Our Continental connections

Norfolk used to be joined to the Continent. Yes, really! It was only the final thawing of the last Ice Age around 5000BC that separated us, but during the past few millennia there has been constant traffic between our shores and those of Europe. Some have been invaders, pillagers or colonialists, but our ties with the Low Countries have been largely friendly, not least because of important trading links.

Through to the 18th century Norwich was the second city of England, vying with York. It was a busy cultural capital, heavily settled by those who had come over the North Sea, including the Dutch, the Huguenots, the emigres from the French Revolution.

They helped create many of Norfolk's trades, its arts, its printing achievements and its painting traditions. At the hub of Norfolk's great and farm-filled wheel, Norwich sponsored painting, writing, music and culture in general. That legacy is encapsulated in the work of the Heritage, Economic and Regeneration Trust.

Continental connectionsKing's Lynn boasts a lasting architectural legacy of its Continental trade links.

The Norfolk coast is as close to Holland as it is to London and in medieval times it only took a day to sail to Amsterdam, but four days to travel to London. At that time Norfolk was isolated by muddy marshland and dense forest.

The relationship began with fish but flourished in the thirteenth century when wool was exported through the Broads to the weavers of Flanders. At that time Norfolk was at the forefront of mercantile trade in Britain – the county had one of the highest populations in the country, and Norwich was a wealthy city, second only to London. In the fifteenth century, protectionist tariffs, taxation and wars promoted domestic cloth-making – assisted in the 1560s by refugee Flemish weavers, fleeing the Inquisition in the Spanish Netherlands, who brought with them their now-famous Canaries. They were called Strangers (hence Strangers Hall), but were very much welcomed.

The Canaries aren't the only influences we retain: Dutch architecture, such as gable ends, can be found across Norfolk, but particularly in Great Yarmouth and King's Lynn.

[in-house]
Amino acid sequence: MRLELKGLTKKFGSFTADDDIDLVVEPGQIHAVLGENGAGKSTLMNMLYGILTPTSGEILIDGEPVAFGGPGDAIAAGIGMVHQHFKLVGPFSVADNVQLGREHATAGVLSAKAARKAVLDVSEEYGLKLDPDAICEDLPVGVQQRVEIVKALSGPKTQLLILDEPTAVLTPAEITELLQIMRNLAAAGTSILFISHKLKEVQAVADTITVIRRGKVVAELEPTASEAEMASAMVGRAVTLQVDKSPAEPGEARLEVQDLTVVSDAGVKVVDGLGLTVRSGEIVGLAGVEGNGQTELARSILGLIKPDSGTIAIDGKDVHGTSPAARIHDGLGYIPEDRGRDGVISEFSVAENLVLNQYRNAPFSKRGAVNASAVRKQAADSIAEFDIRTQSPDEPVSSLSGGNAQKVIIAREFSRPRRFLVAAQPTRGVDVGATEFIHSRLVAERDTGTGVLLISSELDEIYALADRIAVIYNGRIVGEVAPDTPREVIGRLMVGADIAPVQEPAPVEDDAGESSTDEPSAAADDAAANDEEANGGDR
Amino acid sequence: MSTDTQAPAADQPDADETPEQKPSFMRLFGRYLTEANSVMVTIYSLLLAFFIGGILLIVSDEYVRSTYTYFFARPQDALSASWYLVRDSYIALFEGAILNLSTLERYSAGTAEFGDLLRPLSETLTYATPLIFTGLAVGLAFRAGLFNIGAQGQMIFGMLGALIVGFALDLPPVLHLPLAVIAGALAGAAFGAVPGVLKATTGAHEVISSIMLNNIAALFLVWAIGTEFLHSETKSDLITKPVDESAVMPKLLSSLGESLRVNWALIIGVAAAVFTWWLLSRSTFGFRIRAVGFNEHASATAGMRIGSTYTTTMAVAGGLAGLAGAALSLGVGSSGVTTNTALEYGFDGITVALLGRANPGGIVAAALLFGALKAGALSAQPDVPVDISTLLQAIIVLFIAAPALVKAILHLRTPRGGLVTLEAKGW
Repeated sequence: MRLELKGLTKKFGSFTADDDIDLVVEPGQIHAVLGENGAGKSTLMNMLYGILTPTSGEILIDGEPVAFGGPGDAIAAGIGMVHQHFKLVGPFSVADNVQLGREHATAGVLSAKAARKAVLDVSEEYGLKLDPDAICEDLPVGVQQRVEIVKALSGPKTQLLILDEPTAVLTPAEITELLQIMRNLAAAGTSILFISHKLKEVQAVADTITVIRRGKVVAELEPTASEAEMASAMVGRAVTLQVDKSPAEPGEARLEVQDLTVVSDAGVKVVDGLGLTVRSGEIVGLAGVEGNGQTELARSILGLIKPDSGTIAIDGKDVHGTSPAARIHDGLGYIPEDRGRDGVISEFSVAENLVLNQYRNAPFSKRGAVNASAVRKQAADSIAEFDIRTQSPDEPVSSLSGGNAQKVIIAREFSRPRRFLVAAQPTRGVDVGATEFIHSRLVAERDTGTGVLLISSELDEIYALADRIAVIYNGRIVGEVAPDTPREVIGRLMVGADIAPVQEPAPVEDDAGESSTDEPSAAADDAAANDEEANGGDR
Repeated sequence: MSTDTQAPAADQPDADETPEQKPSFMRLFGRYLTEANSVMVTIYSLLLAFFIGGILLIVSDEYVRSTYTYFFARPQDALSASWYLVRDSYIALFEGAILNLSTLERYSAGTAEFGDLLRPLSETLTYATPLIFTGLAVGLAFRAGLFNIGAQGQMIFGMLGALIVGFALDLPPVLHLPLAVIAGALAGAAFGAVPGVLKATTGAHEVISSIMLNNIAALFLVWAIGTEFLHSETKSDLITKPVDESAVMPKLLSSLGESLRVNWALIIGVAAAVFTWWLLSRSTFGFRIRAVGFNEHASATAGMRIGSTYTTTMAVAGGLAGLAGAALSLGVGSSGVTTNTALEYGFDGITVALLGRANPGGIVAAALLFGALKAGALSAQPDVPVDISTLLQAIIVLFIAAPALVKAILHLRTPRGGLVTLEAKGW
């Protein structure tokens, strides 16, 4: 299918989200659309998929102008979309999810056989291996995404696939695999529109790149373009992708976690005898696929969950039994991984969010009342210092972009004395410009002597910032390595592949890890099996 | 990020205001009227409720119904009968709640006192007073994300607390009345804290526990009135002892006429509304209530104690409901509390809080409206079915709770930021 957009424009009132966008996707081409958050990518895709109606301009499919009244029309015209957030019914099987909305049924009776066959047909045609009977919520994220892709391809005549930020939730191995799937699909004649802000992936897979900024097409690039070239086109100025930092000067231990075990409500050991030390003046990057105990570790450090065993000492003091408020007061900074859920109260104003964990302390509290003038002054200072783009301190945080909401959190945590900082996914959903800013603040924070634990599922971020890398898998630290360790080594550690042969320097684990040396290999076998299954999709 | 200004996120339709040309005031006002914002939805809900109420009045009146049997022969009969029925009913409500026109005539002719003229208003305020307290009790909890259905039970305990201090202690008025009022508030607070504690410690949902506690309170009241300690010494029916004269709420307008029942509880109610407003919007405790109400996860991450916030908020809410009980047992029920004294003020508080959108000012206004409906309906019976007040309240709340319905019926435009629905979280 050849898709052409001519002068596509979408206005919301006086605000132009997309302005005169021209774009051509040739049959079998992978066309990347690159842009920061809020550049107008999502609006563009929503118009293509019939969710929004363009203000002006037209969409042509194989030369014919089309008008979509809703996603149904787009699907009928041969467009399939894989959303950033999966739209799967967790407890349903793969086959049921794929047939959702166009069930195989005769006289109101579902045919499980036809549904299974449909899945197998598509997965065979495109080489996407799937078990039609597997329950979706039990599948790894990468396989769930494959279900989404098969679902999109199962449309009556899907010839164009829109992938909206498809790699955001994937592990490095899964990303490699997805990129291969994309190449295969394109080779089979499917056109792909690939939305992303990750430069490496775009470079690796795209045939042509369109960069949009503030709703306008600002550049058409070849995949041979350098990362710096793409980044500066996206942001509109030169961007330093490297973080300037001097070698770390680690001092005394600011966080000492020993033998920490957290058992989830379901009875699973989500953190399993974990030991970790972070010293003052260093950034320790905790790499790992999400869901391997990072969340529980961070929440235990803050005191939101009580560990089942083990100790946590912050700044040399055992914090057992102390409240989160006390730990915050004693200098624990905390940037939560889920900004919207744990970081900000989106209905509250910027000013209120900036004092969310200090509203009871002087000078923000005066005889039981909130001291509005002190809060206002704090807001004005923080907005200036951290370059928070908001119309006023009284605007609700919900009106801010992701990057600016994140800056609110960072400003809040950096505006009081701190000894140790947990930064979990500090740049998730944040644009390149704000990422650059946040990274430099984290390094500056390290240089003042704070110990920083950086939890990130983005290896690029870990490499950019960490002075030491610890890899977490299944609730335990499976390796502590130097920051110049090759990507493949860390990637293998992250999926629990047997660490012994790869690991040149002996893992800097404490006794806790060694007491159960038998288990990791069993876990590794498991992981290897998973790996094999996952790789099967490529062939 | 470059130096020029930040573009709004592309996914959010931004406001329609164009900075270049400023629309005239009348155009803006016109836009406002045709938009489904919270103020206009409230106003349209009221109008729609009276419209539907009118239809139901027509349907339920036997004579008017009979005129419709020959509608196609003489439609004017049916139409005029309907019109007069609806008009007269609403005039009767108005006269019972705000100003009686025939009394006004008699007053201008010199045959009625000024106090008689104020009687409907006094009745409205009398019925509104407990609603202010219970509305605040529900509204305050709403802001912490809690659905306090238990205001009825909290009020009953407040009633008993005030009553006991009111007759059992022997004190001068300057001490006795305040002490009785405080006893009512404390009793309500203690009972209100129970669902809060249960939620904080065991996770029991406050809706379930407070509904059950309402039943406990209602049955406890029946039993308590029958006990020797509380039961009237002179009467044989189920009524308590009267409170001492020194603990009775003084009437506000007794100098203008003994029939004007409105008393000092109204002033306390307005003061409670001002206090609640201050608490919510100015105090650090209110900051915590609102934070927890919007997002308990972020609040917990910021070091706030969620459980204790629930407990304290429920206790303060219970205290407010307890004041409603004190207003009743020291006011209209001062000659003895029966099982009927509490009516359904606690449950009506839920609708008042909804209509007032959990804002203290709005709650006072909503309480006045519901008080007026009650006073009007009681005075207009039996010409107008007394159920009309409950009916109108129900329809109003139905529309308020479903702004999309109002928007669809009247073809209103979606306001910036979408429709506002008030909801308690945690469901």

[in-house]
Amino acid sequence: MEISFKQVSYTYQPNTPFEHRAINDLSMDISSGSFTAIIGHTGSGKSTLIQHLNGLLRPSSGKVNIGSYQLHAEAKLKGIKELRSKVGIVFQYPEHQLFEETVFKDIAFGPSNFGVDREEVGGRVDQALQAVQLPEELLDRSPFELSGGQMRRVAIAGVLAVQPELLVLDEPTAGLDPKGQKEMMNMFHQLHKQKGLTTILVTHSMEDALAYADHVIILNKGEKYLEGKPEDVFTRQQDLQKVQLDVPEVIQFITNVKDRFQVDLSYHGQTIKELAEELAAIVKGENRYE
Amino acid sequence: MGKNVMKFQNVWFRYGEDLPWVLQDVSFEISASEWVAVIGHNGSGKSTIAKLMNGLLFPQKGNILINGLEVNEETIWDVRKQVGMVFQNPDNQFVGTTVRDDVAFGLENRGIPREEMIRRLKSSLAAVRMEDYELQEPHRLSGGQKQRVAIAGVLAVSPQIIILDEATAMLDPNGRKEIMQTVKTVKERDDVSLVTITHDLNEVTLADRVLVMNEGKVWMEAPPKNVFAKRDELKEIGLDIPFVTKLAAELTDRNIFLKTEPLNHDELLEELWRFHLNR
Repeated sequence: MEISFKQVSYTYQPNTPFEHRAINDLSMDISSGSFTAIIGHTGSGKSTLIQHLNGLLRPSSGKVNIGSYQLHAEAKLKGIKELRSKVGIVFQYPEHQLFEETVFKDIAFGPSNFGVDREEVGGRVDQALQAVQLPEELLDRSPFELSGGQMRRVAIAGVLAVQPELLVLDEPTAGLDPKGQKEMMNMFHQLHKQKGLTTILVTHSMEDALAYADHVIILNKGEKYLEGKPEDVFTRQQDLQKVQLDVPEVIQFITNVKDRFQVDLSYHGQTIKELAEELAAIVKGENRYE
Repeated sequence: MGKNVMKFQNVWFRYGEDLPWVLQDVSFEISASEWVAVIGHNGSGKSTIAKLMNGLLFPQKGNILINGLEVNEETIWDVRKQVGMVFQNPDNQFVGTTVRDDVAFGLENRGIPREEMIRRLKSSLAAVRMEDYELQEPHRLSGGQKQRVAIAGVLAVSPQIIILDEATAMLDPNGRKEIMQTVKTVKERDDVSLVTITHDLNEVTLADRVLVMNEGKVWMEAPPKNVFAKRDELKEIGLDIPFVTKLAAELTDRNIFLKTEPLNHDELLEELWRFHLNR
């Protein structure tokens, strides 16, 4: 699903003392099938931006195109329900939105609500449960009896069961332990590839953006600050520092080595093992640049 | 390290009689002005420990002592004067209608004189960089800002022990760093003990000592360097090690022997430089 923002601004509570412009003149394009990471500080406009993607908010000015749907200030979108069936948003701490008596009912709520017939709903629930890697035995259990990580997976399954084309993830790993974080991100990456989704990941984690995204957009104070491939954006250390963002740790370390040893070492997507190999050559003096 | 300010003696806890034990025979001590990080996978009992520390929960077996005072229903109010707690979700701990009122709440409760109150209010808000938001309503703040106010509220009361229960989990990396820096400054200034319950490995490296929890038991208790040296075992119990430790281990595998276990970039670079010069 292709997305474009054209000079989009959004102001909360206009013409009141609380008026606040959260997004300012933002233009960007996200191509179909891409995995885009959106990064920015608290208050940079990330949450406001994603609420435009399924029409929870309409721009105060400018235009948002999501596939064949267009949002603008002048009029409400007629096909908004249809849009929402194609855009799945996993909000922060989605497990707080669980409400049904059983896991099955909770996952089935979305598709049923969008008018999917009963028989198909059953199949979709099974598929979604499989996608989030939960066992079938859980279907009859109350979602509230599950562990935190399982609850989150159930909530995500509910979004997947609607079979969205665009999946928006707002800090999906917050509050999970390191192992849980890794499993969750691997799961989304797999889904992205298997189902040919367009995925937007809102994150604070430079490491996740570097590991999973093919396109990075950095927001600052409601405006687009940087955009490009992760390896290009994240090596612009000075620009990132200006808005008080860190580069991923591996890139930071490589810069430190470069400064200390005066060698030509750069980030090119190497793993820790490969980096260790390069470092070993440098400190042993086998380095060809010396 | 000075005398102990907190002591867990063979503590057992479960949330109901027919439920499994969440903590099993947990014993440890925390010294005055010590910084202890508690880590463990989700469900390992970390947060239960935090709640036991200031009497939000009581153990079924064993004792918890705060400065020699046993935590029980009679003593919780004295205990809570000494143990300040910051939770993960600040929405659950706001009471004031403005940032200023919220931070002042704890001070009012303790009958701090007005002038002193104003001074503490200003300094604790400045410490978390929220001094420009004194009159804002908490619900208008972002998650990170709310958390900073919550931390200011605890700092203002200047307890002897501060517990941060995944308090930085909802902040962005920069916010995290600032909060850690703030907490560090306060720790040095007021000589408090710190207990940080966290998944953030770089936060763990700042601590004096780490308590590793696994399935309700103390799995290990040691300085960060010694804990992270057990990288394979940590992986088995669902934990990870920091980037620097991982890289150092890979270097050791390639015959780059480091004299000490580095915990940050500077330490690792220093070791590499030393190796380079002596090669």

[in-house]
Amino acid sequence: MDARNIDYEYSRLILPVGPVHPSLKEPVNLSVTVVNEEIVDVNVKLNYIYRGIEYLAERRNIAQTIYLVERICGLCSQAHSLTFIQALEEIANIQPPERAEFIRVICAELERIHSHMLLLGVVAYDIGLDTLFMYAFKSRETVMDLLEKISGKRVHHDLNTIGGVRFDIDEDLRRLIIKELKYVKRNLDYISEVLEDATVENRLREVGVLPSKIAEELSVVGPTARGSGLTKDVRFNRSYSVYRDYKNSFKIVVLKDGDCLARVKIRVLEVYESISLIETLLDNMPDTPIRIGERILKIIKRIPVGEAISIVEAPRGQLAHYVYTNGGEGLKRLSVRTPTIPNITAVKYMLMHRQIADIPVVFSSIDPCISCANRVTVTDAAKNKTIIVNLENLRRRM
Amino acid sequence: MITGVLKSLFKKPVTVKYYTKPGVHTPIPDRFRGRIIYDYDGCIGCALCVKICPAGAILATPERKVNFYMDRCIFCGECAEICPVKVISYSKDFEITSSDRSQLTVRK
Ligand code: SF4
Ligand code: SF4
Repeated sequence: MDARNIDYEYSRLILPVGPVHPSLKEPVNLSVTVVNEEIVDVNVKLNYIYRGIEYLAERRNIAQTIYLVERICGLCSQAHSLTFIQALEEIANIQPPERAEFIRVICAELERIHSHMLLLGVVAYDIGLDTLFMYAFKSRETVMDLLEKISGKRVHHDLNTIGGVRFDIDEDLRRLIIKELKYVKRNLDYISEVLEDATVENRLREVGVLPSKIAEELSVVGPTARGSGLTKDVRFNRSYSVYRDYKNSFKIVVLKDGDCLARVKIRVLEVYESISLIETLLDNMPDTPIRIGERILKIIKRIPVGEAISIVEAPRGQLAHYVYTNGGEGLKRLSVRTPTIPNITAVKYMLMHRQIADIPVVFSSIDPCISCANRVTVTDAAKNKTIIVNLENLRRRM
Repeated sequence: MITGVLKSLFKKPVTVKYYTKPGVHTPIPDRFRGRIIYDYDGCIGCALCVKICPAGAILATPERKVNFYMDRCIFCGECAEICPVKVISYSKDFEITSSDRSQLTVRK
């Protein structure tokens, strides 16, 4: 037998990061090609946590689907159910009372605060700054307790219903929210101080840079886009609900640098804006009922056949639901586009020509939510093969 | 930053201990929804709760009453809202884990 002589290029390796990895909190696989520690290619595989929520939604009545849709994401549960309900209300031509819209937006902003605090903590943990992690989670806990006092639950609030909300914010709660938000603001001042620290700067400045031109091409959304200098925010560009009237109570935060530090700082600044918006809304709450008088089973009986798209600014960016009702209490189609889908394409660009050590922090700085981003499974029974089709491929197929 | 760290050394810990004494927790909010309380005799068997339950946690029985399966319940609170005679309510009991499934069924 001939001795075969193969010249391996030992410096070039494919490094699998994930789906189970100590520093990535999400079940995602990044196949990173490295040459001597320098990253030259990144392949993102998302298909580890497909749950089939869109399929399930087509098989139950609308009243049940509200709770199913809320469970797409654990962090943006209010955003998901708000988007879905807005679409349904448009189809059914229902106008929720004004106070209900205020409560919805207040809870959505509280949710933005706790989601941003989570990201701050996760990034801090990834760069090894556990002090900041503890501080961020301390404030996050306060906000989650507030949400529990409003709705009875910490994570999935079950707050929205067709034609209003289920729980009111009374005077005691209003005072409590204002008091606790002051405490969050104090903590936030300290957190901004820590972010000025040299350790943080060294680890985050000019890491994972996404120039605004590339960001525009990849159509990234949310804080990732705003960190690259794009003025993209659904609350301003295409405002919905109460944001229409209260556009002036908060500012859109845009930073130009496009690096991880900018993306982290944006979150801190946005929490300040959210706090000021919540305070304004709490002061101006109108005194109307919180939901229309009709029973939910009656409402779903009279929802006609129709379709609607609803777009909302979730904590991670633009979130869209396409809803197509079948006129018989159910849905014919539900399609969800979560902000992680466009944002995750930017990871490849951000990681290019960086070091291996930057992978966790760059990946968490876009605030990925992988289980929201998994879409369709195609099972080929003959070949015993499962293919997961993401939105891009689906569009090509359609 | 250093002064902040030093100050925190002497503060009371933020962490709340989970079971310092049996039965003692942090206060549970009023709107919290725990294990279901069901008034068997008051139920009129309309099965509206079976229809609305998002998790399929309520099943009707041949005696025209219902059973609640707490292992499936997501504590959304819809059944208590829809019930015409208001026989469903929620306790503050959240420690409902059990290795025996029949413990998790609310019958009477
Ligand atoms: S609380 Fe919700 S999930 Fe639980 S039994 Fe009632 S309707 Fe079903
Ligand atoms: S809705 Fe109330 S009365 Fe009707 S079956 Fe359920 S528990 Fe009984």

At the same time as the refugees came, Dutch engineer Joas Johnson helped erect stone and timber piers at the river Yare at Great Yarmouth which finally secured the harbour's mouth. There had been more than a dozen attempts to make a final 'cut'. His work lasted until 1962 when 'The Old Dutch Pier' was replaced by the current concrete structure, which resulted in Gorleston losing part of its beach.

In the 1650s Dutch engineer Cornelius Vermuyden directed major projects to drain the Fens, the first time this has been attempted since Roman occupation. Great sluices were constructed to control the flow of water, connecting villages that were formerly little islands and docks amid the marshes and seawaters of a great archipelago.

Norfolk's prosperous links with the Continent waned with the coming of the Industrial Revolution, but at least that means we still retain so many of our old buildings – they were never demolished for 'progress'. And what many people don't realise is that the Industrial Revolution was a product of the Agricultural Revolution Norfolk had helped create in the work of Thomas Coke, the first Earl of Leicester, at Holkham, who brought land reform, and Charles 'Turnip' Townshend at Raynham Hall, who brought four-crop rotation to Britain. And where did he copy it from? Waasland, in Flanders… continental Europe.

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